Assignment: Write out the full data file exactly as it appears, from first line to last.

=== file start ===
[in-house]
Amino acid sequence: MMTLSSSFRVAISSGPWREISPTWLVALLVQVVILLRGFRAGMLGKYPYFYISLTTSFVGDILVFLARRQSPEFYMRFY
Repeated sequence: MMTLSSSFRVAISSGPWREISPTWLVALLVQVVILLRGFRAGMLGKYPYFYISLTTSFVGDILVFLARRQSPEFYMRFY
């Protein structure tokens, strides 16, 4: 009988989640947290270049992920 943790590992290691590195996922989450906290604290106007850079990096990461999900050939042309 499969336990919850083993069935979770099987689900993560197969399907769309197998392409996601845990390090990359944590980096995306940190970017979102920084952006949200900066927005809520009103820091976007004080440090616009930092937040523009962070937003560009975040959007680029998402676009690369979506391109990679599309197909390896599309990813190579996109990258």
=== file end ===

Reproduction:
[in-house]
Amino acid sequence: MMTLSSSFRVAISSGPWREISPTWLVALLVQVVILLRGFRAGMLGKYPYFYISLTTSFVGDILVFLARRQSPEFYMRFY
Repeated sequence: MMTLSSSFRVAISSGPWREISPTWLVALLVQVVILLRGFRAGMLGKYPYFYISLTTSFVGDILVFLARRQSPEFYMRFY
């Protein structure tokens, strides 16, 4: 009988989640947290270049992920 943790590992290691590195996922989450906290604290106007850079990096990461999900050939042309 499969336990919850083993069935979770099987689900993560197969399907769309197998392409996601845990390090990359944590980096995306940190970017979102920084952006949200900066927005809520009103820091976007004080440090616009930092937040523009962070937003560009975040959007680029998402676009690369979506391109990679599309197909390896599309990813190579996109990258």